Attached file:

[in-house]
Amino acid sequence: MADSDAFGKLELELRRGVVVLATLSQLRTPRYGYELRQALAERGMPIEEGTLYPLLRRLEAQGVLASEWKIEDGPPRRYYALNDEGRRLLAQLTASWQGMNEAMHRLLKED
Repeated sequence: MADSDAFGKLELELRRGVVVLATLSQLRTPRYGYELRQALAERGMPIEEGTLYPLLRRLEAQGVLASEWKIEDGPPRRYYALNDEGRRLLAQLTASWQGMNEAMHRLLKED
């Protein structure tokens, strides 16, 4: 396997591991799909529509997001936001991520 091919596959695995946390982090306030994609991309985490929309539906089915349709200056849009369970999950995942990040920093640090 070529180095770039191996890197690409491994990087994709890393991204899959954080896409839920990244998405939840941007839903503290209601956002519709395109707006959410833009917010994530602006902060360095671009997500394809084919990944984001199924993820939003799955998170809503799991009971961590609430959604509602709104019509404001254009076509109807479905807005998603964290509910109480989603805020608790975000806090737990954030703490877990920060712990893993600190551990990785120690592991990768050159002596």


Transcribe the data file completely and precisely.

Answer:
[in-house]
Amino acid sequence: MADSDAFGKLELELRRGVVVLATLSQLRTPRYGYELRQALAERGMPIEEGTLYPLLRRLEAQGVLASEWKIEDGPPRRYYALNDEGRRLLAQLTASWQGMNEAMHRLLKED
Repeated sequence: MADSDAFGKLELELRRGVVVLATLSQLRTPRYGYELRQALAERGMPIEEGTLYPLLRRLEAQGVLASEWKIEDGPPRRYYALNDEGRRLLAQLTASWQGMNEAMHRLLKED
């Protein structure tokens, strides 16, 4: 396997591991799909529509997001936001991520 091919596959695995946390982090306030994609991309985490929309539906089915349709200056849009369970999950995942990040920093640090 070529180095770039191996890197690409491994990087994709890393991204899959954080896409839920990244998405939840941007839903503290209601956002519709395109707006959410833009917010994530602006902060360095671009997500394809084919990944984001199924993820939003799955998170809503799991009971961590609430959604509602709104019509404001254009076509109807479905807005998603964290509910109480989603805020608790975000806090737990954030703490877990920060712990893993600190551990990785120690592991990768050159002596």